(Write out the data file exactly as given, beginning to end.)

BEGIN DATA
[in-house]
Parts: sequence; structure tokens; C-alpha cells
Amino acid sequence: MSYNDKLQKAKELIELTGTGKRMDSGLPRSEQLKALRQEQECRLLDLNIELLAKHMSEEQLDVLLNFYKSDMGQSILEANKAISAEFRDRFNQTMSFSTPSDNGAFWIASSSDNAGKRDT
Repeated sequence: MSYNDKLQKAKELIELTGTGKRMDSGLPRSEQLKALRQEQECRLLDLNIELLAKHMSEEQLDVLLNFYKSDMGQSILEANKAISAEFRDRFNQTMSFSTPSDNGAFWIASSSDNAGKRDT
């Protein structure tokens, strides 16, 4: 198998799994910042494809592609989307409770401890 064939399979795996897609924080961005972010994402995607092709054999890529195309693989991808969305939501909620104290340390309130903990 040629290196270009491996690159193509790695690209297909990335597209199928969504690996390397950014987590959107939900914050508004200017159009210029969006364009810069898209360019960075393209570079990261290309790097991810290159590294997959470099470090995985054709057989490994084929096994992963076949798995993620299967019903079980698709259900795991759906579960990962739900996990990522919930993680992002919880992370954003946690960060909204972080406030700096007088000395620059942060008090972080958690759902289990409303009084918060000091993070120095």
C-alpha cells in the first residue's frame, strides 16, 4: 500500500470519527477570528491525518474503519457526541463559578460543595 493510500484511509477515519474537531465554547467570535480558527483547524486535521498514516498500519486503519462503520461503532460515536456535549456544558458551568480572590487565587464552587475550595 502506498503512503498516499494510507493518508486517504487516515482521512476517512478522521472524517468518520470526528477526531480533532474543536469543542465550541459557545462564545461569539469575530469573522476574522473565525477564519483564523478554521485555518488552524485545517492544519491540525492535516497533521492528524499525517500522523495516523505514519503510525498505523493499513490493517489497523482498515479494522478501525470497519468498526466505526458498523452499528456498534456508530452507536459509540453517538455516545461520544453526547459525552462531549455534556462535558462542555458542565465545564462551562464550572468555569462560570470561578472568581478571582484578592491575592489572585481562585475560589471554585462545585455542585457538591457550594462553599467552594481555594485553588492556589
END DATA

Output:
[in-house]
Parts: sequence; structure tokens; C-alpha cells
Amino acid sequence: MSYNDKLQKAKELIELTGTGKRMDSGLPRSEQLKALRQEQECRLLDLNIELLAKHMSEEQLDVLLNFYKSDMGQSILEANKAISAEFRDRFNQTMSFSTPSDNGAFWIASSSDNAGKRDT
Repeated sequence: MSYNDKLQKAKELIELTGTGKRMDSGLPRSEQLKALRQEQECRLLDLNIELLAKHMSEEQLDVLLNFYKSDMGQSILEANKAISAEFRDRFNQTMSFSTPSDNGAFWIASSSDNAGKRDT
């Protein structure tokens, strides 16, 4: 198998799994910042494809592609989307409770401890 064939399979795996897609924080961005972010994402995607092709054999890529195309693989991808969305939501909620104290340390309130903990 040629290196270009491996690159193509790695690209297909990335597209199928969504690996390397950014987590959107939900914050508004200017159009210029969006364009810069898209360019960075393209570079990261290309790097991810290159590294997959470099470090995985054709057989490994084929096994992963076949798995993620299967019903079980698709259900795991759906579960990962739900996990990522919930993680992002919880992370954003946690960060909204972080406030700096007088000395620059942060008090972080958690759902289990409303009084918060000091993070120095």
C-alpha cells in the first residue's frame, strides 16, 4: 500500500470519527477570528491525518474503519457526541463559578460543595 493510500484511509477515519474537531465554547467570535480558527483547524486535521498514516498500519486503519462503520461503532460515536456535549456544558458551568480572590487565587464552587475550595 502506498503512503498516499494510507493518508486517504487516515482521512476517512478522521472524517468518520470526528477526531480533532474543536469543542465550541459557545462564545461569539469575530469573522476574522473565525477564519483564523478554521485555518488552524485545517492544519491540525492535516497533521492528524499525517500522523495516523505514519503510525498505523493499513490493517489497523482498515479494522478501525470497519468498526466505526458498523452499528456498534456508530452507536459509540453517538455516545461520544453526547459525552462531549455534556462535558462542555458542565465545564462551562464550572468555569462560570470561578472568581478571582484578592491575592489572585481562585475560589471554585462545585455542585457538591457550594462553599467552594481555594485553588492556589